Snatch ransomware pwns security using sneaky ‘safe mode’ reboot
Sophos’s Managed Threat Response (MTR) team has warned the industry of a dangerous new ransomware trick – encrypting data only after rebooting Windows PCs into ‘safe mode’.
Deployed recently by the Russian-developed ‘Snatch’ ransomware – named after the 2000 movie of the same name – it’s effective against much endpoint security software, which often doesn’t load when safe mode is in operation.
That’s despite the fact that in real-world attacks analysed by MTR, Snatch starts out like many other ransomware campaigns currently targeting business networks.
The attackers look for weakly secured Remote Desktop (RDP) ports to force their way into Azure servers, a foothold they use to move sideways to Windows domains controllers, often spending weeks gathering reconnaissance.
In one network attack, the attackers the installed the ransomware on around 200 machines using command and control (C2) after utilising a grab-bag of legitimate tools (Process Hacker, IObit Uninstaller, PowerTool, PsExec, Advanced Port Scanner) plus some of their own.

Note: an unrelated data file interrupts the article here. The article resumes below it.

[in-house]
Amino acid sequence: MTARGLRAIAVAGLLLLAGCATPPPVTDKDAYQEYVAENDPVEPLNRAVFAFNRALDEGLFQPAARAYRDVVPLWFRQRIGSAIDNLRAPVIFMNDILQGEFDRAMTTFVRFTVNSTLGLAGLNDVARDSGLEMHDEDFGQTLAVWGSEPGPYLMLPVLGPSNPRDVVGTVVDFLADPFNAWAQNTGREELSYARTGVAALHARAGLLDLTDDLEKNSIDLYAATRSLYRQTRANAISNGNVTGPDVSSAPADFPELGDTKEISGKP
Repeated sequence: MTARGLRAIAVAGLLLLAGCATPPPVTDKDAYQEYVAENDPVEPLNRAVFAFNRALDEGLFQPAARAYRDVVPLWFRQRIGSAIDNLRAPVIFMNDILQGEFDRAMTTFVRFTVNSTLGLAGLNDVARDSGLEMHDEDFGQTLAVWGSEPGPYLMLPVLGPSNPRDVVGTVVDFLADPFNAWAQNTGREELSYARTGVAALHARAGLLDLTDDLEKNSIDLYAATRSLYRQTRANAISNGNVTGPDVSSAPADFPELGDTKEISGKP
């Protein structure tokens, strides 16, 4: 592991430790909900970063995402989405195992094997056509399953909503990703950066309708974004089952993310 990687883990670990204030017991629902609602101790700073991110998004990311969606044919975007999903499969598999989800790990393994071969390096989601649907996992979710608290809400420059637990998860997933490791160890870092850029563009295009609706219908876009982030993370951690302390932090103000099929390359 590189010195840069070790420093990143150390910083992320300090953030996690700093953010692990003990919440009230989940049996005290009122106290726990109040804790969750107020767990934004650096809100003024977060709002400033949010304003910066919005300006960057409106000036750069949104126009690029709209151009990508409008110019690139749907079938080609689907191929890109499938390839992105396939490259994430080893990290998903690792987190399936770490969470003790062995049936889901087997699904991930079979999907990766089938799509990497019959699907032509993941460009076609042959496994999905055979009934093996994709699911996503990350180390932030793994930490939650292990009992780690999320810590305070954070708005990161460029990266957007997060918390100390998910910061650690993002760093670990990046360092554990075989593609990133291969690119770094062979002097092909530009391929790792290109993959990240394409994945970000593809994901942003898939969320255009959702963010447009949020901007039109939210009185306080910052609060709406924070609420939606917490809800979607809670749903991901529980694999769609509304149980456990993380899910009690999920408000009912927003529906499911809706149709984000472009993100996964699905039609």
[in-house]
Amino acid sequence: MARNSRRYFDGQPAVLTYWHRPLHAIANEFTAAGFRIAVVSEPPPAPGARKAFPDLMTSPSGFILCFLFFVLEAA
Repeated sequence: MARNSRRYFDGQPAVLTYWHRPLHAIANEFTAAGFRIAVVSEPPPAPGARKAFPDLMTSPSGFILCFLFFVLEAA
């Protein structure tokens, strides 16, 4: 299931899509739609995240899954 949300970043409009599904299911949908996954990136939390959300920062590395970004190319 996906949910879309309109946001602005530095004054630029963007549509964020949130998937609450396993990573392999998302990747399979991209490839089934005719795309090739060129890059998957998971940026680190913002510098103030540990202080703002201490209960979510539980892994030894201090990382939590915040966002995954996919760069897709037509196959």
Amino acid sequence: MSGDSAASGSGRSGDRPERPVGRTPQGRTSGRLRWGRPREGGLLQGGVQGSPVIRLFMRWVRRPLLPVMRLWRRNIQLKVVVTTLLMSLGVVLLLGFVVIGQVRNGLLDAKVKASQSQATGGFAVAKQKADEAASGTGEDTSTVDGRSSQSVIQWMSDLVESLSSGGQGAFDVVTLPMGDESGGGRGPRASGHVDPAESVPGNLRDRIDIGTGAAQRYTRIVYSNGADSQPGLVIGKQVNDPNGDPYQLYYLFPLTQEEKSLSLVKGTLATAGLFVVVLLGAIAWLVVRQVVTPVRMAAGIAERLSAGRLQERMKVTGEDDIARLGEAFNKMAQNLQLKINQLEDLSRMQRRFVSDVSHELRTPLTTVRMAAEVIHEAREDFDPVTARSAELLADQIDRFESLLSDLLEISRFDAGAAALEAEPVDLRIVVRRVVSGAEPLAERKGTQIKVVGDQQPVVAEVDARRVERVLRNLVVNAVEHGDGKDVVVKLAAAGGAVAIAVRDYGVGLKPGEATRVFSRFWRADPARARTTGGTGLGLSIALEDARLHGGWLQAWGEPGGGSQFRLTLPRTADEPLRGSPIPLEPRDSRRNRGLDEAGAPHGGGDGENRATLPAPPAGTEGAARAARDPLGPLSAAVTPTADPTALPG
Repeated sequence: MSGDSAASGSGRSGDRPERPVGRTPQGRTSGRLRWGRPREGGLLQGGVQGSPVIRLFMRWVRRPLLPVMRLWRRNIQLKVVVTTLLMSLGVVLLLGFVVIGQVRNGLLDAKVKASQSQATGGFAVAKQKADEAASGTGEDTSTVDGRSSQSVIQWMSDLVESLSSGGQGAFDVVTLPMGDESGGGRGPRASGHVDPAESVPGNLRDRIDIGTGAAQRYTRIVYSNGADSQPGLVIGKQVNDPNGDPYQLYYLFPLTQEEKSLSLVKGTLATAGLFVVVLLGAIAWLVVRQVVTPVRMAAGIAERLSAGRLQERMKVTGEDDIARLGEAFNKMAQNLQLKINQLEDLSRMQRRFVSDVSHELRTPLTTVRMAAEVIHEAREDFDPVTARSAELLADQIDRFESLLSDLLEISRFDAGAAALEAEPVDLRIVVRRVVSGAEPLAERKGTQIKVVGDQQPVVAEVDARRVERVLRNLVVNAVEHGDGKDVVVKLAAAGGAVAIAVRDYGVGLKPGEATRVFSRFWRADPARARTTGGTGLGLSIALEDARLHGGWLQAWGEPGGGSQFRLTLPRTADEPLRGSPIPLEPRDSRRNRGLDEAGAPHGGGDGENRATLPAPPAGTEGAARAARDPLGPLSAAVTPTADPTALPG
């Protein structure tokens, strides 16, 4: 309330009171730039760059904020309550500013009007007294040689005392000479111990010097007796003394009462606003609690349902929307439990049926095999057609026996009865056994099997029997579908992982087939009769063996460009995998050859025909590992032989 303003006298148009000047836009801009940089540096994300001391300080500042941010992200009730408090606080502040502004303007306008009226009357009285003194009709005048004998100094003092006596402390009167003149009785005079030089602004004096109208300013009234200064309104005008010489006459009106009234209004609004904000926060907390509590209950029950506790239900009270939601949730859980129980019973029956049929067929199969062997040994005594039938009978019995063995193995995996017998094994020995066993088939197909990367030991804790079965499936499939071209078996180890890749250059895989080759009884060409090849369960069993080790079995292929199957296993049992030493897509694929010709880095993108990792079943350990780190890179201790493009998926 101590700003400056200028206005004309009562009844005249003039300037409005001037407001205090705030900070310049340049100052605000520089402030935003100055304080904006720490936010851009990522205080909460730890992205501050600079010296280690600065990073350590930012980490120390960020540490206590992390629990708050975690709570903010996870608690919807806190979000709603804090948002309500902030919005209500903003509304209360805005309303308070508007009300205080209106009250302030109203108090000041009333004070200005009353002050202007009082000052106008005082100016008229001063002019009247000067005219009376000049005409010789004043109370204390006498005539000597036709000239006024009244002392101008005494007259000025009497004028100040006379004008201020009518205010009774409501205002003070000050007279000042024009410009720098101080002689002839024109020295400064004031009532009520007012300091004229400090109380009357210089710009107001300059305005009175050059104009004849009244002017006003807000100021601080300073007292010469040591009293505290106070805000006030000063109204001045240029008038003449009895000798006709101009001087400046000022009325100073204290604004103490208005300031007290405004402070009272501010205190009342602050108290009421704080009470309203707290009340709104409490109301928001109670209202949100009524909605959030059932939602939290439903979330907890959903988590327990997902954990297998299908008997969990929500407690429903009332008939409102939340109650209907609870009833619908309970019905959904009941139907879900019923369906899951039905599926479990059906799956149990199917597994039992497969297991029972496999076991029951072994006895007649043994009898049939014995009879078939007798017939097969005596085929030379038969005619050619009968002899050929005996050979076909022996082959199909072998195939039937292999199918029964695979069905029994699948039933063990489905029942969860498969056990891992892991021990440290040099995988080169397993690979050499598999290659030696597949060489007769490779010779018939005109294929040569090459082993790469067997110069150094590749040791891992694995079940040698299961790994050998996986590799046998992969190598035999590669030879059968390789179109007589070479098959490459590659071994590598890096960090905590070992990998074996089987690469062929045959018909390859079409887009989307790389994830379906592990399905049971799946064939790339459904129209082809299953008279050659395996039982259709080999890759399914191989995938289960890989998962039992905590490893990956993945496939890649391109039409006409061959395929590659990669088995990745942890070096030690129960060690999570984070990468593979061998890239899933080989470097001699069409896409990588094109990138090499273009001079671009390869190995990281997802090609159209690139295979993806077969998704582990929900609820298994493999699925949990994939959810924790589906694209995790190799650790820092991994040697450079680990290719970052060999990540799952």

The same software profile was detected in other attacks in the US, Canada and several European countries, which also exploited exposed RDP.
One trick, but a good one
But Snatch still has the same problem as any other ransomware – how to beat local software protection.
Its approach is to load a Windows service called SuperBackupMan which can’t be stopped or paused, which adds a registry key ensuring the target will boot into safe mode after its next reboot.
Only after this has happened, and the machine has entered safe mode, does it execute a routine that deletes Windows volume shadow copies, after which it encrypts all documents it detects on the target.
Using safe mode to bypass security has its pros and cons. The upside is that in many cases, it works – security software not expecting this technique is easily bypassed.